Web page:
"We'd just wear anything, especially anything we hadn't seen worn before."

CHRISSIE adds: "I had this brilliant T-shirt with God Save The Queen on it and Sid wrote "Malcolm is an old steamer" on the back and signed it Sid, the Vicious.

"I gave it away. The idea of punk wasn't about collectors items. You either threw them away or gave them away. I gave them all back to Oxfam.

"I thought all the bondage gear was two fingers up to the Establishment. Now, 20 years on, the public are into bondage. It's become what accountants probably do and it's really naff."

It wasn't until she met bassist Peter Farndon that her ambition to become a rock singer blossomed.

The pair formed The Pretenders with guitarist James Honeyman-Scott, and drummer Gerry Mackleduff, later replaced by Martin Chambers.

She then watched in astonishment as their third single, Brass In Pocket, shot to No1 in November 1979 and the first album topped the charts two months later.

The band enjoyed a string of hits including I Go to Sleep, Back On The Chain Gang and I'll Stand By You.

She fell for Kinks frontman Ray Davies in 1980 and had daughter Natalie-Rae, but they later split.

Tragedy ended the run of success, when two of the members of The Pretenders - Farndon and Scott - died of drugs overdoses.

Chrissie had also been taking drugs, but vowed to keep the band together in the wake of the deaths.

She says: "The Pretenders were established when I met Ray and we had our daughter, then it all went very pear-shaped.

"There were drug overdoses, personal problems and all that mayhem. Both Pete and James died within a year of each other.

"I wanted to carry the band on. Before the deaths I thought if we had to change the line-up of the band, it would be all over.

"We had fired Pete because his drug excesses made it impossible to work with him. Two days later, James died, so it was a traumatic time for me - but I still didn't want the music to die with them.I thought if we never played Kid or Stop Your Sobbing again it would be terrible. Carrying on is sort of a tribute to them."

Chrissie married Simple Minds singer Jim Kerr in 1984. They had daughter, Yasmin, but split five years later when he fell for Patsy Kensit. These days, Chrissie is almost as famous for her work as an activist for PETA (People For The Ethical Treatment of Animals) as she is for her rock legacy.

Having become a vegetarian in 1969, it was Chrissie who inspired her pal Linda McCartney to campaign on animal issues and to launch her vegetarian dishes.

She doesn't believe the public at large are paying attention to the cause, which led to her being arrested during a demonstration outside a Gap store in the US a couple of years back.

SHE reveals: "I tried to convince Linda that people cared what she did because she was famous and that it didn't matter why she was famous and that she could use her voice for the animals.

"At first, she thought no-one was interested in what she had to say because she was just Paul's wife.

"With Gap, I just wanted them to stop buying leather from India, which has the largest leather industry in the world and it's all black market.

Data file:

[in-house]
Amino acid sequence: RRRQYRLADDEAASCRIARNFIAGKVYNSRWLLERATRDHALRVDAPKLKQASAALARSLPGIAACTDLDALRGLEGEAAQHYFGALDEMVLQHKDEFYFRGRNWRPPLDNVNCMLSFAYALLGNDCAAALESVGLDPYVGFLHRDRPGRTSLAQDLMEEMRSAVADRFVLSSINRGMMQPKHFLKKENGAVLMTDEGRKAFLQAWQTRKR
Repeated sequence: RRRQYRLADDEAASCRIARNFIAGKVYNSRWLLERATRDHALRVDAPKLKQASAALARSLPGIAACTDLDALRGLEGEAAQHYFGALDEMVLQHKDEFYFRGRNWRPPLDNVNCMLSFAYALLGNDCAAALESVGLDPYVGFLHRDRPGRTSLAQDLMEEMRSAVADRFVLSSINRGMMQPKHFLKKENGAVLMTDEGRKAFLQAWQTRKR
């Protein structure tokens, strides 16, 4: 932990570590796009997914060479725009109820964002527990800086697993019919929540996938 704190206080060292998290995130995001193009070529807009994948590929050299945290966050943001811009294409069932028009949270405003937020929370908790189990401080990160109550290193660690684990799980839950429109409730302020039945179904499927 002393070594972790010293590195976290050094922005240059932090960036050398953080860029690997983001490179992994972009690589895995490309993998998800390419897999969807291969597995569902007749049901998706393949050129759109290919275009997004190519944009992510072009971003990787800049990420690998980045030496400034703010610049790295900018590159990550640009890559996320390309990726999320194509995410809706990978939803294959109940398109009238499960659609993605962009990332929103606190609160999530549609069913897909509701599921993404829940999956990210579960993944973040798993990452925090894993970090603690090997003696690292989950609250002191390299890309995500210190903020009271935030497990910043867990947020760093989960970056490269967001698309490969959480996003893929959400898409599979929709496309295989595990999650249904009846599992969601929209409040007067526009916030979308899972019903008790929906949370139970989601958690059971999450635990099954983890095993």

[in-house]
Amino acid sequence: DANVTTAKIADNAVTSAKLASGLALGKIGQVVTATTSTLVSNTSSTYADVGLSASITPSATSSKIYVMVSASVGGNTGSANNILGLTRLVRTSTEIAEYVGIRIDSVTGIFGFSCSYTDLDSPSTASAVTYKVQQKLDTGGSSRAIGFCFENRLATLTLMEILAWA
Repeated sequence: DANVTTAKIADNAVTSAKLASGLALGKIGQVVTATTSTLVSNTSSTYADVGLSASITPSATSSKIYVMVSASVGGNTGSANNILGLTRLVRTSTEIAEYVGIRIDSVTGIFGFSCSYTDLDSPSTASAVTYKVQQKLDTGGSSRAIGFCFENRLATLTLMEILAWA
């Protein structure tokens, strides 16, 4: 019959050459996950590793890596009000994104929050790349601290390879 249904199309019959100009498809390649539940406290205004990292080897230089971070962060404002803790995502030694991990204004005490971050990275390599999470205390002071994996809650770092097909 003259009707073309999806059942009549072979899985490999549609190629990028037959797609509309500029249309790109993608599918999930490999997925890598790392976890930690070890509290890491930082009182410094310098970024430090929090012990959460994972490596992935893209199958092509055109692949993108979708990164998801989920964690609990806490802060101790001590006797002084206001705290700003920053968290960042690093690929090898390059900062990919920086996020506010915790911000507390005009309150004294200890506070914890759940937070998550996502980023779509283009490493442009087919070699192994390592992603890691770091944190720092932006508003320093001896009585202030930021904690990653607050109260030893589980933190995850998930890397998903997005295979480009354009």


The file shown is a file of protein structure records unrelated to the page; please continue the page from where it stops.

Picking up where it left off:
"We had people in PETA who followed the cattle into the slaughterhouses, where they were getting their throats cut with saws.

"Sadly, everyone knows what goes on in the slaughterhouses, yet only 10 per cent of people are vegetarians, so attitudes haven't changed."

In fact, the attitude that's changed is Chrissie's. No more speed and punk clothes.

Instead, she took an eight-year break from touring to bring up her two daughters. No more sticking two fingers up the Establishment - though it can still bum Chrissie out.

She is appalled by growing legislation preventing parents from smacking their offspring and yells: "What? Are they going to have the spanking police?"

"It's pathetic. That has nothing to do with domestic violence. Punching or hitting a child is very different from smacking them. If I ever spanked my kids over something, I never had to do it again. It's a gesture - I said no and I meant it."

So, are the teenagers going to turn out like mum?

Chrissie says: "They are 16 and 18. They're not married and haven't moved out of the house, but whether they'll make music I can't say.

"They like listening to stuff, but I don't know what they are doing. I just let them get on with it. I'm certainly not a pushy showbiz mum.

"They are very normal kids. They have very good grades.

"I've never had to lean on them, because they are self-motivated."

Somehow, no matter how you try, you start off talking to Chrissie, the wild child of punk - and end up with mum.


I'd wear my underpants outside my jeans and condoms as earrings. We'd wear anything in those days


All the designers have done the rock look so that fashion looks like rock and rock looks like fashion


There's a line about a female pop wannabe - Patsy thought it was a dig at her


I'm still good friends with Jim despite the split. We still talk and have a laugh and a good time


I tried to convince Linda that she could use her voice for all the animals
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Title Annotation:Features
Publication:Daily Record (Glasgow, Scotland)
Date:Oct 20, 2001